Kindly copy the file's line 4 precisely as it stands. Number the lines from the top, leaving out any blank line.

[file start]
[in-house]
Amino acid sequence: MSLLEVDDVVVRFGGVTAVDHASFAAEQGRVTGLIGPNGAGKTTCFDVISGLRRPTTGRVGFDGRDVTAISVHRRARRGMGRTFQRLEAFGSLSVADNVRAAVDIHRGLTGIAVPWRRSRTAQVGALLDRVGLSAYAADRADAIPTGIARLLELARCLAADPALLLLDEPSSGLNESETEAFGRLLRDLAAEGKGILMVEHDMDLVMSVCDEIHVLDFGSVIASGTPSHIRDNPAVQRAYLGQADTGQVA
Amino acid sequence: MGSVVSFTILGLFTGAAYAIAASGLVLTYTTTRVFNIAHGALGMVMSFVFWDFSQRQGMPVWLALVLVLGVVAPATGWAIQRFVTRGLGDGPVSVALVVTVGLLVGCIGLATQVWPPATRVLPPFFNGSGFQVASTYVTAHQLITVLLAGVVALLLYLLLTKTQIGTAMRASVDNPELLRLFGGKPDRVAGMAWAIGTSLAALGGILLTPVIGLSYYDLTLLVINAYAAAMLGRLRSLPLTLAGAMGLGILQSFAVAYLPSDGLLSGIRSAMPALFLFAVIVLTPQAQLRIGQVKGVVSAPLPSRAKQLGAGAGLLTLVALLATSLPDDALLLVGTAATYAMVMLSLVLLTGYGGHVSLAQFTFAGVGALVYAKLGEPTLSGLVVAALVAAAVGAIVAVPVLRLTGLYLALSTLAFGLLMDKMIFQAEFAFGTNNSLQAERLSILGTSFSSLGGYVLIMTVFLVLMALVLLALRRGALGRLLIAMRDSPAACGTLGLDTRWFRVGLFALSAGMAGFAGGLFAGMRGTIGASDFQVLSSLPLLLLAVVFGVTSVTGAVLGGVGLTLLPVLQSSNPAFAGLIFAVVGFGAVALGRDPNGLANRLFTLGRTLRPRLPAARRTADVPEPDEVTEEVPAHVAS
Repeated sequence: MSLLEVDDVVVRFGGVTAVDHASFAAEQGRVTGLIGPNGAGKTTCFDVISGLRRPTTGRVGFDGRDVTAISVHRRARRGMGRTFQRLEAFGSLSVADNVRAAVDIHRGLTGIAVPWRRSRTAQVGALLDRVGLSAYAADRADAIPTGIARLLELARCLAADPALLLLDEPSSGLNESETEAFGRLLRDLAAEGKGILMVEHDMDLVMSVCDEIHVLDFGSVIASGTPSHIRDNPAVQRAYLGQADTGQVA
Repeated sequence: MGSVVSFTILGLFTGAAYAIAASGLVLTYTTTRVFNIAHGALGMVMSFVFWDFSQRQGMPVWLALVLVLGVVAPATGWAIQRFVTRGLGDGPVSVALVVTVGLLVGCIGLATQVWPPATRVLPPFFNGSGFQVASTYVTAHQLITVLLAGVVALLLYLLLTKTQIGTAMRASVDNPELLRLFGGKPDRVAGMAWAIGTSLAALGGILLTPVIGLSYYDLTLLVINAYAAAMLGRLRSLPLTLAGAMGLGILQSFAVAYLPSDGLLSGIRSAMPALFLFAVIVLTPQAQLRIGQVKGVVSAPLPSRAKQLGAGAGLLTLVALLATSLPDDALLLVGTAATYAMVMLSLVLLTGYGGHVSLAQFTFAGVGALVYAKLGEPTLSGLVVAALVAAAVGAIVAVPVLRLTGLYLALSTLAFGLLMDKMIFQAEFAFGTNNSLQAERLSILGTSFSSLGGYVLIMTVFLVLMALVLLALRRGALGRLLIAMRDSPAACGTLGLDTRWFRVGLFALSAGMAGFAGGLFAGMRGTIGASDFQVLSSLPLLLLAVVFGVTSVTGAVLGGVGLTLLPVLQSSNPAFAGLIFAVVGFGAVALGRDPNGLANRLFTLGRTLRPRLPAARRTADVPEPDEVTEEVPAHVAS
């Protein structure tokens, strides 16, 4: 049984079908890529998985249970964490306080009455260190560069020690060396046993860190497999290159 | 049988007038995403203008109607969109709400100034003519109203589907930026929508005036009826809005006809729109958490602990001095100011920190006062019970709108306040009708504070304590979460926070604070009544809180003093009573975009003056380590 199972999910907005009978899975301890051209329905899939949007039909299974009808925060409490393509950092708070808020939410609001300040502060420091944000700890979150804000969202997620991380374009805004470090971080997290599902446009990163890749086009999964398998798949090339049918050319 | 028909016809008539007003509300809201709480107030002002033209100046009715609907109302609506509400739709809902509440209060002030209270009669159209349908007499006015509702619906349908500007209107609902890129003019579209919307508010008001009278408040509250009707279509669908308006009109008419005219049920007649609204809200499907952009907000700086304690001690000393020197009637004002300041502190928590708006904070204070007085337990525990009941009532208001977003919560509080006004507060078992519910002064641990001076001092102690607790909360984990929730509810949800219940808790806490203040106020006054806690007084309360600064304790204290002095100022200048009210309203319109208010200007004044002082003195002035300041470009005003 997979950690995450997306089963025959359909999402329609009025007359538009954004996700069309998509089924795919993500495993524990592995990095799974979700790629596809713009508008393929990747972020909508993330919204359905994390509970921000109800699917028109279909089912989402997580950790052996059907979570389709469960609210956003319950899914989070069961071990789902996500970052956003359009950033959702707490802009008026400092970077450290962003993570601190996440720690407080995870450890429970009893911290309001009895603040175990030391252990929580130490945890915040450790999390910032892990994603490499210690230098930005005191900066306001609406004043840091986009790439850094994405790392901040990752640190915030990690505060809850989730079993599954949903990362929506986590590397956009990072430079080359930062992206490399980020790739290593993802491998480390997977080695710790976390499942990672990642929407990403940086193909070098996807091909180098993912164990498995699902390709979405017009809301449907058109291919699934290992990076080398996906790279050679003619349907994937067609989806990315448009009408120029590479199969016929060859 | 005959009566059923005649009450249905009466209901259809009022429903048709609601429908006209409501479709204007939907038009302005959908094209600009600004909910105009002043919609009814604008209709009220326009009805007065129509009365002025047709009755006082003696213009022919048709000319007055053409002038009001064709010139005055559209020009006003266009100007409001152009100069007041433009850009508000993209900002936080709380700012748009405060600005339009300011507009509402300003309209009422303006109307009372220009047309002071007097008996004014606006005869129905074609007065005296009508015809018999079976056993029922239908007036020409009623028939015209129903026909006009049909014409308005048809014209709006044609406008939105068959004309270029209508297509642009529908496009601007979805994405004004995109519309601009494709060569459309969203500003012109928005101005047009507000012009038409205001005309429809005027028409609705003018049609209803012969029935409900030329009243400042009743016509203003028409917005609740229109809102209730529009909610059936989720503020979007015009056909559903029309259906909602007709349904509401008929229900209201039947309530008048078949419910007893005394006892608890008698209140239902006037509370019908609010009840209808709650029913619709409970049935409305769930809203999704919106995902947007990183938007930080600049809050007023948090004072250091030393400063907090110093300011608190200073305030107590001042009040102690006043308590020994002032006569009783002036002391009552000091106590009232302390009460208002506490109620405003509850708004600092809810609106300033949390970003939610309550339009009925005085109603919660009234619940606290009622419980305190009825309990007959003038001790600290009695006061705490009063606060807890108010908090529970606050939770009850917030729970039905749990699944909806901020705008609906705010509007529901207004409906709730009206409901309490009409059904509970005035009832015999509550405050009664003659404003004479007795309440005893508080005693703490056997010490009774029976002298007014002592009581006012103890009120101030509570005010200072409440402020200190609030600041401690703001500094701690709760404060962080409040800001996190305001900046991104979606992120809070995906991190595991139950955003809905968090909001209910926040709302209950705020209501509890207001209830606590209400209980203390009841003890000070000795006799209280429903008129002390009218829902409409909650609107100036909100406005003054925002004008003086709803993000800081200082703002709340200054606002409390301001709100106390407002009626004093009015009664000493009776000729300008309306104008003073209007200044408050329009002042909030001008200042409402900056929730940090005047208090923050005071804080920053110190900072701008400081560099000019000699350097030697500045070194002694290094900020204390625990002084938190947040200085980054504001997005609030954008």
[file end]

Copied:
Repeated sequence: MSLLEVDDVVVRFGGVTAVDHASFAAEQGRVTGLIGPNGAGKTTCFDVISGLRRPTTGRVGFDGRDVTAISVHRRARRGMGRTFQRLEAFGSLSVADNVRAAVDIHRGLTGIAVPWRRSRTAQVGALLDRVGLSAYAADRADAIPTGIARLLELARCLAADPALLLLDEPSSGLNESETEAFGRLLRDLAAEGKGILMVEHDMDLVMSVCDEIHVLDFGSVIASGTPSHIRDNPAVQRAYLGQADTGQVA